Red Sox Prospect Outlook: Jeter Downs Controls Own MLB Destiny

Downs is trying to shake off a difficult 2021

by

March 31

Before the start of the 2022 season, NESN.com is evaluating several noteworthy prospects in the Boston Red Sox organization, using insight and analysis from industry experts to gauge each player’s outlook for the upcoming campaign. Next up: Jeter Downs.

Jeter Downs is one of the most intriguing prospects in the Red Sox system, considering he could be on the verge of his major league debut if not for a slow 2021 season upon his arrival to Triple-A.

In 2022, Downs will have to find a way to get back on track and restore his status as one of the top prospects in the organization.

Here’s everything to know before the new season.

Downs’ story
Downs, originally a Cincinnati Reds draft pick in 2017, found his way to Boston in the trade that sent Mookie Betts and David Price to the Los Angeles Dodgers. Red Sox fans might remember him from that transaction based solely on his first name, which yes, is an ode to New York Yankees legend Derek Jeter.

The Columbia native, who grew up in Florida, was considered a Top 100 prospect entering 2020 and 2021, but he struggled last season upon a promotion to the Triple-A level. Through 99 games, he slashed a meager .190/.272/.333.

“We weren’t really sure how to judge what happened in 2020 and how that was going to impact players, and I think it impacted everyone differently,” Ian Cundall, director of scouting for SoxProspects.com, told NESN.com last week. “I think in Downs’ case, it ended up he got pushed a little more aggressively than maybe he should have been. Because he was coming off in 2019 playing eight games in Double-A, and then he started 2021 in Triple-A — at the alt site (in 2020) and then in Triple-A (in 2021). I think that was just a little aggressive for him. He could’ve probably used some more seasoning at Double-A last year and he got thrown into the fire in Triple-A.”

In his age-23 season, Downs must prove he belongs in the most advanced levels of baseball.

Scouting report
At 5-foot-11 and 180 pounds, Downs isn’t exactly physically intimidating, and he lacks speed to make up for it despite an awareness on the base paths. SoxProspects.com projects him to be an average fielder with average arm strength.

Downs’ bat should be one of his stronger attributes, but an inability to adjust to Triple-A certainly caught the wrong sort of attention in that aspect last season.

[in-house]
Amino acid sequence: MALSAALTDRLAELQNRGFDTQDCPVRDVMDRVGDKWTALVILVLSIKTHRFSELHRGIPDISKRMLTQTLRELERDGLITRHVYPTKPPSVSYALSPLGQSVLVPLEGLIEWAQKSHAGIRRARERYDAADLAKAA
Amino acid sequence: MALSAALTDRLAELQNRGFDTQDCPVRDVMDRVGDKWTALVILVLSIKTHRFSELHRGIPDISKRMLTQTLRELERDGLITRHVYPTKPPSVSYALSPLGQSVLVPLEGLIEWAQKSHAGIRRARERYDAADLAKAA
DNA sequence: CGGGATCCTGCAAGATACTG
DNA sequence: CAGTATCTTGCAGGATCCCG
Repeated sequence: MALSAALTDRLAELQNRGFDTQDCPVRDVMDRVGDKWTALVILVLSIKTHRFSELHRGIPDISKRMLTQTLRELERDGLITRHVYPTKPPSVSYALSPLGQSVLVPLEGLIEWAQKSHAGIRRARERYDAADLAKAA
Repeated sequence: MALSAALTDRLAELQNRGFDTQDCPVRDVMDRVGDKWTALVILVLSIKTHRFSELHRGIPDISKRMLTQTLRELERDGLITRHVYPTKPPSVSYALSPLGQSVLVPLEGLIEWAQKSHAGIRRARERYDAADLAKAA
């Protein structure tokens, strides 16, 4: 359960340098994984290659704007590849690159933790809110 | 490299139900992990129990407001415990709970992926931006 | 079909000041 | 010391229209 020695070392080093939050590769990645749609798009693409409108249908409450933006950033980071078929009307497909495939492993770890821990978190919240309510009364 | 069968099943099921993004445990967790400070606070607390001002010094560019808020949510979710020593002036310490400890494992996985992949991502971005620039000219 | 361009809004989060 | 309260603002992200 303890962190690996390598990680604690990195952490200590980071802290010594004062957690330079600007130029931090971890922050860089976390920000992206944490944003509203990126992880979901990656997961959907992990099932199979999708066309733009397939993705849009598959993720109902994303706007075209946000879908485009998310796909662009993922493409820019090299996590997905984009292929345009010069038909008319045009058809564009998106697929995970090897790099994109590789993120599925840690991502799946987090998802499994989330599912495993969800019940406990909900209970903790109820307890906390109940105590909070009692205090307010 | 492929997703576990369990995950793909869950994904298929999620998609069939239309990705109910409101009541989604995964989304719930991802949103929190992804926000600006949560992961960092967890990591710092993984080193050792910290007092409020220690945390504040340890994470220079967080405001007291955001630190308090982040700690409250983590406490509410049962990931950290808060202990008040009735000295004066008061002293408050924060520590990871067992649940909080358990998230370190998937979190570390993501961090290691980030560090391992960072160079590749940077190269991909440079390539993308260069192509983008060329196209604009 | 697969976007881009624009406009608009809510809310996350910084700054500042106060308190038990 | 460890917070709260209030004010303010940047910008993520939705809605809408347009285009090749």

Cundall attributed Downs’ struggles to facing high-level pitching.

“He’s facing a lot of guys who were up in the majors,” Cundall said. “I know when I saw him at one of the early alt-site games, they were playing the Mets and he was facing Jordan Yamamoto, who was an ex-big leaguer with the Marlins who had a really good year-plus with them, I think Jerry Blevins and a couple of other ex-MLB arms. And when he started facing that higher-level competition, they started exposing some of the holes in his swing.

“He’s someone who struggles to get the bat around on fastballs up and in, and I think people started to realize that — that he had these holes that could be exploited — and with his swing, it was hard to adjust to that. I think that’s kind of what he got caught in — this endless cycle of ‘these are the pitches that I can’t hit and the book’s kind of out on it now,’ and he just kept getting them over and over again, and I think he just really struggled throughout the year with it.”

Most-likely outcome: Middle-infield depth.

There are a lot of question marks surrounding Downs at this point following a down 2021. Unless he can find his way again in 2022 and adjust to the challenges of Triple-A, he’ll likely have a bench role in the bigs, if/when he gets there.

Best-case scenario: Everyday middle infielder.

In this scenario, by virtue of the current Red Sox roster (perhaps you’ve heard of Xander Bogaerts or Trevor Story?), Downs likely would have to swap from shortstop to second base at some point in Boston.

SoxProspects.com projects Downs as “a bat-first profile with the potential to hit in the .280 range with 20-plus home runs at his peak.”

SoxProspects ranking: No. 5

The Red Sox farm system is top-heavy, with guys like Triston Casas, Marcelo Mayer and Nick Yorke leading the way in terms of the SoxProspects rankings. Mayer and Yorke are a ways away from MLB but still fall in front of someone who could see Boston by the end of the 2022 season.

Fenway forecast
As far as Cundall is concerned, this could be a make-or-break year for Downs, who he predicts will start the season at Triple-A Worcester but notes he “would have liked to have seen him start in Double-A.”

So, just like everything else about Downs’ career, when fans could expect to see him in Boston seems to be a toss-up. As it stands, SoxProspects.com notes an ETA of “late 2022.”

“I think this is a very important year for him,” Cundall told NESN.com. ” … His stock has definitely fallen this year. And now it’s about, what is he now? Is he someone who is going to rebuild his stock and turn back into a potential everyday option in the future, for the Red Sox or someone else? Or is he someone who’s going to end up being an up-and-down guy or a solid depth guy?

“I think it’s hard to say right now, and that’s why he’s someone I’m really interested to see when the season gets going — to kind of get a feel for what adjustments he’s made at the plate, see how pitchers are handling him, how he’s handling that.”

For those who like to keep an eye on the farm, it seems Downs certainly is a player to check in on this season. But he controls his own destiny right now, beginning in Worcester.

Thumbnail photo via Kim Klement/USA TODAY Sports Images
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